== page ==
Kingdom  Hearts II Screenshot

In 2002, the original Kingdom Hearts was slated to be the biggest hit of the year. Role-playing game (RPG) super-producers Square took favorite characters from their mega franchise Final Fantasy and mixed them into an all-new setting starring nearly every Disney character created. The game had everything going for it, and generated hype that most publicists would sell both kidneys for. It was a smash success in terms of sales, but once the excitement over the collaboration cooled off, it was plain to see that the core structure and play experience were fatally flawed. I wanted to love Kingdom Hearts, but no amount of fan service or eye candy could compensate for the fact that the gears underneath its gorgeous exterior were ill-fitting and wrong.

Fast-forward four years to the release of Kingdom Hearts II. The difference between the original game and its sequel are like the difference between night and day. Every place the first was flawed, the second polishes to perfection. The aspects that formerly irritated and infuriated me are completely gone, replaced by choices that make more sense and enhance the experience. The wretched Gummi ship? It's great. The tooth-gnashing difficulty level? Solved. Every part of the design that went wrong now goes utterly right and instead of walking away bitterly disappointed, Kingdom Hearts II kept me engaged with a level of quality that few others could hope to match.

For those not familiar with the saga, Kingdom Hearts II continues the story of Sora, a boy from a small island swept up in an adventure that spanned several Disney-themed worlds and led to his eventual triumph over the Heartless, an evil force threatening to destroy the universe as mouse-lovers know it. This time around, the Heartless are joined by the Nobodies, a new faction led by the mysterious Organization XIII, first seen in the GameBoy Advance title, Kingdom Hearts: Chain of Memories. Sora's stalwart companions Donald Duck and Goofy return for the ride, and our gallant trio are joined by a rotating cast of motion-picture luminaries such as Aladdin, Simba, Jack Sparrow, Hercules, and several others, too many to mention here.

Kingdom Hearts' central concept of real-time combat mixed with an RPG-style story and quest elements remains the same, only reworked and burnished to an unbelievable level of flow, easily eclipsing everything previously accomplished. The first game's absurd number of enemy encounters has now been brought down to reasonable levels, and the old stop-start keyfetch tasks that made up the bulk of gameplay have been transformed into objectives that fit naturally within the narrative framework in each area. It's not that playing through the game feels radically different, it just feels radically faster, friendlier, and better.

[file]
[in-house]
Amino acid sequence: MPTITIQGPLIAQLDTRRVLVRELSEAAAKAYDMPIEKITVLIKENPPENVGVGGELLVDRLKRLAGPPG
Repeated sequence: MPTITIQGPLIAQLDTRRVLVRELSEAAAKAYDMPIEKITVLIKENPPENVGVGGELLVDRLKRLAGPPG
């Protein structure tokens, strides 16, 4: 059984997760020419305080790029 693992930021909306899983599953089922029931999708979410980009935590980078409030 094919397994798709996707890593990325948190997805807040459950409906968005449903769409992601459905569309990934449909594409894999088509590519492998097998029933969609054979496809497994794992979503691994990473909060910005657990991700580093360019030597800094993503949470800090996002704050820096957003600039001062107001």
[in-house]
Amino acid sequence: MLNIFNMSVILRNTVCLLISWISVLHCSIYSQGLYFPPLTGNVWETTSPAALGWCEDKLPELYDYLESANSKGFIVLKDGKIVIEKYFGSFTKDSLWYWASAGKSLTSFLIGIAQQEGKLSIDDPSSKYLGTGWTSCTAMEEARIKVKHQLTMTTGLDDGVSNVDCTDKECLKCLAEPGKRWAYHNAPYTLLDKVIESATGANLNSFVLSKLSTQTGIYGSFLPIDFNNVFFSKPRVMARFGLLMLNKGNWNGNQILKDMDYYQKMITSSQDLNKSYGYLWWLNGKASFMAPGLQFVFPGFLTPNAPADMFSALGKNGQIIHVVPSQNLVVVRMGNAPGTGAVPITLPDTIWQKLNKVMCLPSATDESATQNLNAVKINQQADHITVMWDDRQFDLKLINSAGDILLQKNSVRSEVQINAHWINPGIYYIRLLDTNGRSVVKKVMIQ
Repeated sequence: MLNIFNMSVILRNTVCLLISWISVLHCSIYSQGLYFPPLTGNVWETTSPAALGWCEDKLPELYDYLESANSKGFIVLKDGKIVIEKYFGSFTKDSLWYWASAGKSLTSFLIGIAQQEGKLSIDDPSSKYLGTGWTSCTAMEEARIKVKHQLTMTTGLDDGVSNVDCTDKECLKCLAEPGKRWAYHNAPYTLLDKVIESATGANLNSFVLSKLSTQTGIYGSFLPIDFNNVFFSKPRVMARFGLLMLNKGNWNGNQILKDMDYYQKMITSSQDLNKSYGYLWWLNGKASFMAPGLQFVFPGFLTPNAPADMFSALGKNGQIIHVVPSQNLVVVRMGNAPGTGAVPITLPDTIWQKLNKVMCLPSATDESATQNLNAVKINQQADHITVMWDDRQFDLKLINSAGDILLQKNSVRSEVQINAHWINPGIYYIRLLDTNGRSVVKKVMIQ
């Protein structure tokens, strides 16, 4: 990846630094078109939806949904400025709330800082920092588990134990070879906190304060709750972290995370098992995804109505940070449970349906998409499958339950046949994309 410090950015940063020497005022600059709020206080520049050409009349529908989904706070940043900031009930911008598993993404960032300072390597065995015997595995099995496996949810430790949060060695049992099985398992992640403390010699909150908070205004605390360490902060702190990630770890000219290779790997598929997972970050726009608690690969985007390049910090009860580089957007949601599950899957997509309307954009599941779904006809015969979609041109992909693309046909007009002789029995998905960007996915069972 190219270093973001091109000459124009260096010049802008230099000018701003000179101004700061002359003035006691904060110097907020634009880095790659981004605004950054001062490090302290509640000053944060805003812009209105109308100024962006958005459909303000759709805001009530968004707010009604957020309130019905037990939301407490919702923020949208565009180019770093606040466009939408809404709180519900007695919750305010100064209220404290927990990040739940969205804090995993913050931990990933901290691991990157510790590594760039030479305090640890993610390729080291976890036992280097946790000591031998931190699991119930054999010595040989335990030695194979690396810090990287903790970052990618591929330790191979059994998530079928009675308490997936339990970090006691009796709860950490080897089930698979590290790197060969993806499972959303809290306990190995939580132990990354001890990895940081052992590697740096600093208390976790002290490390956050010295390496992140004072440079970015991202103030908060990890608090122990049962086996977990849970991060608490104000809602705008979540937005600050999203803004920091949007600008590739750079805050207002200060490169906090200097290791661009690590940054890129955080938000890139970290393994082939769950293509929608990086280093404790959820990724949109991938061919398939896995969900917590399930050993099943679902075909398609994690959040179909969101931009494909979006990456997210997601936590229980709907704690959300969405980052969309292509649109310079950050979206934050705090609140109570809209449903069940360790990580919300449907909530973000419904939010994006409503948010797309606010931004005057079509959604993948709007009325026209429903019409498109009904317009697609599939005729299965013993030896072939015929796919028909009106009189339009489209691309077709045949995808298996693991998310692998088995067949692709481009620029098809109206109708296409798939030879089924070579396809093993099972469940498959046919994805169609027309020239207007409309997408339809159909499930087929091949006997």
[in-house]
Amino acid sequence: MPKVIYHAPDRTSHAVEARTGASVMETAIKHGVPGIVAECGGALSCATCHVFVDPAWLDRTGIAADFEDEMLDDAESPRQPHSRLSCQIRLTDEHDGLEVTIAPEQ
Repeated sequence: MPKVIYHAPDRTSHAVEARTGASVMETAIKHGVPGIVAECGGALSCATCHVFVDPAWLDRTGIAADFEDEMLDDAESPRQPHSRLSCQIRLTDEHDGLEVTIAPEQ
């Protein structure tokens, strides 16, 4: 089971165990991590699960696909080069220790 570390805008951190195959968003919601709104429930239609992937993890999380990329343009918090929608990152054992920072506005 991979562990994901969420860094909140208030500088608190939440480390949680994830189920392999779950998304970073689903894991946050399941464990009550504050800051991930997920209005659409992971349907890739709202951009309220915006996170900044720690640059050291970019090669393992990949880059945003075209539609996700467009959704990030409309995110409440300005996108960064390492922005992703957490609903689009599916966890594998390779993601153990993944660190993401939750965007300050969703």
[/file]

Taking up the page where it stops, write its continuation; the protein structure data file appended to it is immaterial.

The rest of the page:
Kingdom Hearts II Screenshot

Technically, the combat is vastly improved. One of my main issues with the first Kingdom Hearts was that the camera was so low and close to the action that it was virtually impossible to understand what was going on. I'm extremely glad to report that this is no longer an issue since the perspective has been pulled back and functions properly. Now that seeing the action is possible, Square Enix made it dynamic to watch by adding a wide range of skills to keep things fresh and exciting. Special note must also be made of the Reaction Commands, situation-specific maneuvers that vary depending on Sora's position and the enemies faced. For example, when going up against standard Nobodies, Sora can whip around behind them for a surprise strike. When closing in on the final boss, he can slice an entire building in half and charge through the rubble. Taking advantage of these ever-changing abilities adds both tactical advantages and cinematic excellence to nearly every encounter.

Although I usually try to avoid putting too much emphasis on graphics, it must be said that Kingdom Hearts II is an absolute showstopper, impossibly smooth and displaying the highest level of workmanship conceivable on the PlayStation 2. Square Enix is unmatched in this area, and the spectrum of artistic styles on display is amazing. The game as a whole sports a very clean, simplified set of lines, but the use of color is superb and the variation between the old-fashioned black and white look of Timeless River gives sharp contrast to the neon electronics of Tron's Space Paranoids, or the soft, bedtime warmth of Pooh's Hundred-Acre Wood. Square Enix's animators also set a lofty bar in terms of expressiveness and body language. Characterization and personality traits are conveyed with small shrugs and subtle movements that simply don't exist in most RPGs.